Packing as we get older
ARE YOU KIDDING ME?
When you reach your sixth decade, there’s no such thing as packing light anymore. Ignore the hysterical blogs from well-meaning nuts who claim otherwise, because anyone who smiles that much should be immediately questioned.
Most of the time, you don’t think about aging and it’s only when you need to go somewhere that you come face to face with the truth. It takes a village and at least five suitcases to get you out of the house — almost one valise for every 10 years of existence.
The first suitcase is for your medications, vitamins, cosmetics, lotions and potions. Gone are the days of a toothbrush and one minty Chapstick. Recently, I packed for a book tour, which is where I would meet a lot of people up close and personal. My face had to be less haggard than usual so I packed up a few new bottles that a young girl convinced me to buy in a cosmetic store. “You must have an exfoliant, a moisturizer, a primer, foundation, a liquid blush, a makeup brush that costs the Earth, a brush cleaner and a lipstick that costs $45. It smells divine.”
For that price, it should smell like a turkey dinner.
So, I put these new bottles in with my old bottles and now I have a toiletries bag that is so heavy, it could be used as a weapon. I also need at least five hair products besides shampoo and conditioner to make my hair look somewhat alive. A hair dryer and flat iron are also a must; all of this takes up space in a small suitcase.
Then there’s the luggage for the shoes alone and the inserts that go in the shoes so you don’t end up in a wheelchair at the end of your trip. Remember the days when you wore flip flops or went barefoot? Now you have to bring shoes that show your toes or don’t show your toes, depending on how kind you’ve been to your feet over the years and if you’ve had a recent pedicure, because at this age, it’s not so easy to bend over to do your own toenails.
Everyone packs too many clothes, so there’s no need to pontificate here. In middle age, our clothes are a lot less flimsy and take up more physical space in our bags. That’s why our suitcases are bulky, like us. And we all worry about spilling gravy down our blouse, so we shove three more than necessary in at the last minute. Then we remember the wool wrap we bought that promised to be so handy in all kinds of situations. We’ve taken it everywhere, but never used it. Well, there’s always a first time, so we shove that in, too.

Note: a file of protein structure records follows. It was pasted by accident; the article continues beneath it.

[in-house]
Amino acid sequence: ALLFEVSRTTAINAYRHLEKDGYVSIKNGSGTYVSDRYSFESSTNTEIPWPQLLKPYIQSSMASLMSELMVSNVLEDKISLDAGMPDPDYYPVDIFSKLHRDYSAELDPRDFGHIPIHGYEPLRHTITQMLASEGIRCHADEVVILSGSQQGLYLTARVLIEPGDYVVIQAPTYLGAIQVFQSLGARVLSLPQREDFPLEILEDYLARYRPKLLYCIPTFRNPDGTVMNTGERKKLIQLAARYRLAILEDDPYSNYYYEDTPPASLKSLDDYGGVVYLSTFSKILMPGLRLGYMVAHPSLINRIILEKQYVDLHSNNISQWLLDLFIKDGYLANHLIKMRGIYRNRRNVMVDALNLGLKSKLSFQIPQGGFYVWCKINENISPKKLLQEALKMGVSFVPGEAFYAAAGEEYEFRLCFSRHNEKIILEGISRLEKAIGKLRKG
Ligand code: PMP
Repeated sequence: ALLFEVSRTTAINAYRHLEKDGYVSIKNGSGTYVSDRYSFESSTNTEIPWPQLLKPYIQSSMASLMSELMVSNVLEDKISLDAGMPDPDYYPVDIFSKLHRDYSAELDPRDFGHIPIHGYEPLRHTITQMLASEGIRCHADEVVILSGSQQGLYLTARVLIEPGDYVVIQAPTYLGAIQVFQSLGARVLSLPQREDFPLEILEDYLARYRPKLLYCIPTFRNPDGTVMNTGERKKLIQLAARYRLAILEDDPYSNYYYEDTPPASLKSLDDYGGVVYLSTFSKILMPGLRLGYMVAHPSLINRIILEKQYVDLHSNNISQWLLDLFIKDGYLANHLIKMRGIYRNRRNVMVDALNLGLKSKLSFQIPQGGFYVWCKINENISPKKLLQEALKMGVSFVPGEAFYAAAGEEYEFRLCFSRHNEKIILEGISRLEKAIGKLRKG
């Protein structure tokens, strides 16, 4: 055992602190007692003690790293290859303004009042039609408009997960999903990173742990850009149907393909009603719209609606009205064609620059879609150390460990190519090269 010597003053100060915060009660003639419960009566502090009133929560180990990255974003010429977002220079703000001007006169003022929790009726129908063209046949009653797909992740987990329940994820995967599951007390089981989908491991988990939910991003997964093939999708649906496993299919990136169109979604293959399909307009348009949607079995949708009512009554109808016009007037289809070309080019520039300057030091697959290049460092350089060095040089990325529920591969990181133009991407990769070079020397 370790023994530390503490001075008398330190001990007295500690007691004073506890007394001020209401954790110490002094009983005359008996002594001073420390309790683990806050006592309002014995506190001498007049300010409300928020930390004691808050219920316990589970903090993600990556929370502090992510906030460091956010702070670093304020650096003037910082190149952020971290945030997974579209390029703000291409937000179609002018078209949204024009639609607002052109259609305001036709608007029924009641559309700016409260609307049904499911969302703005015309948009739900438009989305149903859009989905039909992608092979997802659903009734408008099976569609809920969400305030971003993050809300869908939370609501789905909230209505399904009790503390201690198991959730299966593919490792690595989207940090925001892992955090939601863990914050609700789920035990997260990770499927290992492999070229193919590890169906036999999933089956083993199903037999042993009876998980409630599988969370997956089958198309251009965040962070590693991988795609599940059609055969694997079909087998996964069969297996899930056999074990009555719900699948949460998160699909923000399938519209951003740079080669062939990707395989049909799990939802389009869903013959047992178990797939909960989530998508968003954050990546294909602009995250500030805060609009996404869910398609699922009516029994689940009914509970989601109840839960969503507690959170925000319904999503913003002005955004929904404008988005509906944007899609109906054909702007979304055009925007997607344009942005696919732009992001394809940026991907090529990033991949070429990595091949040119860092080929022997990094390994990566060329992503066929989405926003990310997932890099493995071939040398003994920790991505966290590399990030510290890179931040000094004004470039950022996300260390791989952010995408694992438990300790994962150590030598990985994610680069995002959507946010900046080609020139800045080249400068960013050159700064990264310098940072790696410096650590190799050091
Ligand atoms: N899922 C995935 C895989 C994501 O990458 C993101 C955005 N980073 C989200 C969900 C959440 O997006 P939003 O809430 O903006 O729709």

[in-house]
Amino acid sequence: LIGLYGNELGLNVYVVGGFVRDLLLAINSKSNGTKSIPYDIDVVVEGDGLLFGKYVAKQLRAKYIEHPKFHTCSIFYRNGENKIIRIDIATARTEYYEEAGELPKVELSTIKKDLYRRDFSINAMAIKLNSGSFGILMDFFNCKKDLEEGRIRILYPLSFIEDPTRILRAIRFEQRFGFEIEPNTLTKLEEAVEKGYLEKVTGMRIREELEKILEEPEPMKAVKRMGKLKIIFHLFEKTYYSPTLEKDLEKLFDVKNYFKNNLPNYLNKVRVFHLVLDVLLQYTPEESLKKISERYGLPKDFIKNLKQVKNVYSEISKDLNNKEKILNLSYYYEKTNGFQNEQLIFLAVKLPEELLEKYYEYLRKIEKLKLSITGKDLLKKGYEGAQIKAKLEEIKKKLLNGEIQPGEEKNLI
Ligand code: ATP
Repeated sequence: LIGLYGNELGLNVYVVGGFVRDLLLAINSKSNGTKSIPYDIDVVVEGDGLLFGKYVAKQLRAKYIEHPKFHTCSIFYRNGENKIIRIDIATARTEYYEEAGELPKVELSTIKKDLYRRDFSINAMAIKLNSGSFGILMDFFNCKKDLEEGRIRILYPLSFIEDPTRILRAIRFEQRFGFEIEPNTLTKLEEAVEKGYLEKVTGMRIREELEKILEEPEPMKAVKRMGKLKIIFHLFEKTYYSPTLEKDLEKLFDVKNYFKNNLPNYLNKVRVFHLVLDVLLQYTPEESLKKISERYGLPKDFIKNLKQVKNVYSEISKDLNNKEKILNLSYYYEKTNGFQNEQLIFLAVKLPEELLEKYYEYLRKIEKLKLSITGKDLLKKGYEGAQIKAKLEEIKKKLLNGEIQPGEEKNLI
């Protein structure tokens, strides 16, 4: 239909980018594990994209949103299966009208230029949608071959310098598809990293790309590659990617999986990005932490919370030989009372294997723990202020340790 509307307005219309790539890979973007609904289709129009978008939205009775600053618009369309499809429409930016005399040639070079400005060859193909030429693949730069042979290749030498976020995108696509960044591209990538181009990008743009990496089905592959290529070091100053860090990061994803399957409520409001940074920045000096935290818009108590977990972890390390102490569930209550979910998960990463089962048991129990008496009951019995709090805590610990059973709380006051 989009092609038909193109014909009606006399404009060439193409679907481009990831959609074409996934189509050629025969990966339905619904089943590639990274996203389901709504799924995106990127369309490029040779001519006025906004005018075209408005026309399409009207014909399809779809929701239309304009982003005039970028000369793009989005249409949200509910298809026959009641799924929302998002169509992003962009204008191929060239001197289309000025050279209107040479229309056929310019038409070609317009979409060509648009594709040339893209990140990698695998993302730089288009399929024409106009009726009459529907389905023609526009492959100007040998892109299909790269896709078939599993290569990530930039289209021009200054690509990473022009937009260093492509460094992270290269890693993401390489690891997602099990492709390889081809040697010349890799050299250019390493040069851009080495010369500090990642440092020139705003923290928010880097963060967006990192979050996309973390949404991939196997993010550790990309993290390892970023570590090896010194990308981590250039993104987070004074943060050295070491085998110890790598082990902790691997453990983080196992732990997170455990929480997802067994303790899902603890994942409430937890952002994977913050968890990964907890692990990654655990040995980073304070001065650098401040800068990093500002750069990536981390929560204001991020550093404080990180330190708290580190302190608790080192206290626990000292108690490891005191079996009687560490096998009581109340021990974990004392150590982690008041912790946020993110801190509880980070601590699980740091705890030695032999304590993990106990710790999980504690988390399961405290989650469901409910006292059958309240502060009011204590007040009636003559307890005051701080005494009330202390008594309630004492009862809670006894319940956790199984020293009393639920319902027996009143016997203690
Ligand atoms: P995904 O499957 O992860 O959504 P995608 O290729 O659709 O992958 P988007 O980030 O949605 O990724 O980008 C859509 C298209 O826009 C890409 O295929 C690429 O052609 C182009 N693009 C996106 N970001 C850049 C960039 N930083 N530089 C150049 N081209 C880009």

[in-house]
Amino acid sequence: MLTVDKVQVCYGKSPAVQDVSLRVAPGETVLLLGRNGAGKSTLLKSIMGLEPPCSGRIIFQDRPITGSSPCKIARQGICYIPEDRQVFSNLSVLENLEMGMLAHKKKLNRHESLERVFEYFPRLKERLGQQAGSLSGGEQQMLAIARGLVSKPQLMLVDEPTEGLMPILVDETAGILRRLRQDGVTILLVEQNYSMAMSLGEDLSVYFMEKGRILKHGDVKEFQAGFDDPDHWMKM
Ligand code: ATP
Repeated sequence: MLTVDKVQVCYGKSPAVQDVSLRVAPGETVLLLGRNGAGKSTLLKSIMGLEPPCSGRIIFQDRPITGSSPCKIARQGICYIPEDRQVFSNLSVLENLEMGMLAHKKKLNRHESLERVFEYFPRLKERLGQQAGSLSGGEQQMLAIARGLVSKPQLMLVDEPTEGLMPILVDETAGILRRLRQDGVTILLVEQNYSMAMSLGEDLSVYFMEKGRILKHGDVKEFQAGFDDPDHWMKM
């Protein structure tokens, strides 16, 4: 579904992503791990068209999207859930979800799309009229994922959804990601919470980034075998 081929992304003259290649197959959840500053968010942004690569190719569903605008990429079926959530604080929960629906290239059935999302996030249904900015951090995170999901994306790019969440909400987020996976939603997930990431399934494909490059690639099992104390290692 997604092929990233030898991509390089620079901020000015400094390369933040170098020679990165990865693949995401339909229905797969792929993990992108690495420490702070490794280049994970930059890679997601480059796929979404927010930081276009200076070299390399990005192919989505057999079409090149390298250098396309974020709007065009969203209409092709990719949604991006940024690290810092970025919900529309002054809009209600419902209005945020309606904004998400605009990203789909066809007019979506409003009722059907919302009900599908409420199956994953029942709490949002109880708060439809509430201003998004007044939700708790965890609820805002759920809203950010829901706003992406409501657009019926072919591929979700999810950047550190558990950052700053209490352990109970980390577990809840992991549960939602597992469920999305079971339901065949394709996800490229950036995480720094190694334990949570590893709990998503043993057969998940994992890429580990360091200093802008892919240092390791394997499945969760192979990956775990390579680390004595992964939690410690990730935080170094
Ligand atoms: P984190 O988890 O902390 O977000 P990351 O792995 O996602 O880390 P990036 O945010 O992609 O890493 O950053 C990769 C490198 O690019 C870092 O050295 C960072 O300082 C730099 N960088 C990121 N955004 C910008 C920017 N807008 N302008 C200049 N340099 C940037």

Then there are those of us who have medical equipment that keep us alive. A CPAP (continuous positive airway pressure) machine for sleep apnea, for example. A device that lessens snoring and, so too, the chance of divorce. The trouble with them is that they are heavy and unwieldy and awkward — just what you want to plunk on a conveyor belt at the airport. It’s another bag to throw over your shoulder; we’re up to four bags, if you’re counting.
Now, we have a briefcase that carries a small pouch of jewelry, a notebook with our passwords in it — since we can’t remember them — our laptops, tablets, phones, chargers, Kobos and Fitbits, because the world will fall apart if our 2,000 Facebook friends can’t reach us or we can’t figure out how many steps we took. It will also carry around the thick wad of paper we have with hotel reserva- tions, plane tickets and insurance details because we’re middleaged and we don’t quite trust the apps on our phones the way younger generations do — we need to flutter a piece of paper in someone’s face if they challenge our right to sit on the plane, sleep in the hotel or show the doctor when we fall from a hang glider in Cuba.
Then, if you’re a female, you have to take your purse. There’s no way you can leave home without that. To not have a purse in your hand is like forgetting to take your baby out of their crib in the morning.
Now you look like a Sherpa guide on your way to planes, trains and automobiles. Let those youngsters with their grungy knapsacks scoff at us. One day, they, too, will carry fanny packs, water bottle holsters and wear socks with sandals to avoid blisters.
Sometimes growing older also means a growing list of items to pack. Lesley Crewe is a writer living in, and loving, Cape Breton. These are the meandering musings of a bored housewife whose ungrateful kids left her alone with a retired husband and two fat cats who couldn’t care less. Her 10th novel, Beholden, is being released this fall.